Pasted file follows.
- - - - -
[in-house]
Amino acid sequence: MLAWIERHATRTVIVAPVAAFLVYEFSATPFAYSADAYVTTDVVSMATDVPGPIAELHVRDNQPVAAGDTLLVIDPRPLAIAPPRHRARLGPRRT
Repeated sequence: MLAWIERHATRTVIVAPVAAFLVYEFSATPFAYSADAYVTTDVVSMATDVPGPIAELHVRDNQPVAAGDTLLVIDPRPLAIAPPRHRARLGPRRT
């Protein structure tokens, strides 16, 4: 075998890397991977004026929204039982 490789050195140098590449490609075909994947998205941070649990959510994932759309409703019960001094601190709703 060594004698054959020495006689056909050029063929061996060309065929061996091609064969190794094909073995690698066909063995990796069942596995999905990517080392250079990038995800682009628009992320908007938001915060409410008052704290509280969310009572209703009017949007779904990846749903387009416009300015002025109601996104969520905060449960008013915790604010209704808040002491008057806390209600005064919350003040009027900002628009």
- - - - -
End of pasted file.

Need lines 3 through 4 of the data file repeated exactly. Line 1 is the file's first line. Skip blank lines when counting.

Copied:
Repeated sequence: MLAWIERHATRTVIVAPVAAFLVYEFSATPFAYSADAYVTTDVVSMATDVPGPIAELHVRDNQPVAAGDTLLVIDPRPLAIAPPRHRARLGPRRT
């Protein structure tokens, strides 16, 4: 075998890397991977004026929204039982 490789050195140098590449490609075909994947998205941070649990959510994932759309409703019960001094601190709703 060594004698054959020495006689056909050029063929061996060309065929061996091609064969190794094909073995690698066909063995990796069942596995999905990517080392250079990038995800682009628009992320908007938001915060409410008052704290509280969310009572209703009017949007779904990846749903387009416009300015002025109601996104969520905060449960008013915790604010209704808040002491008057806390209600005064919350003040009027900002628009």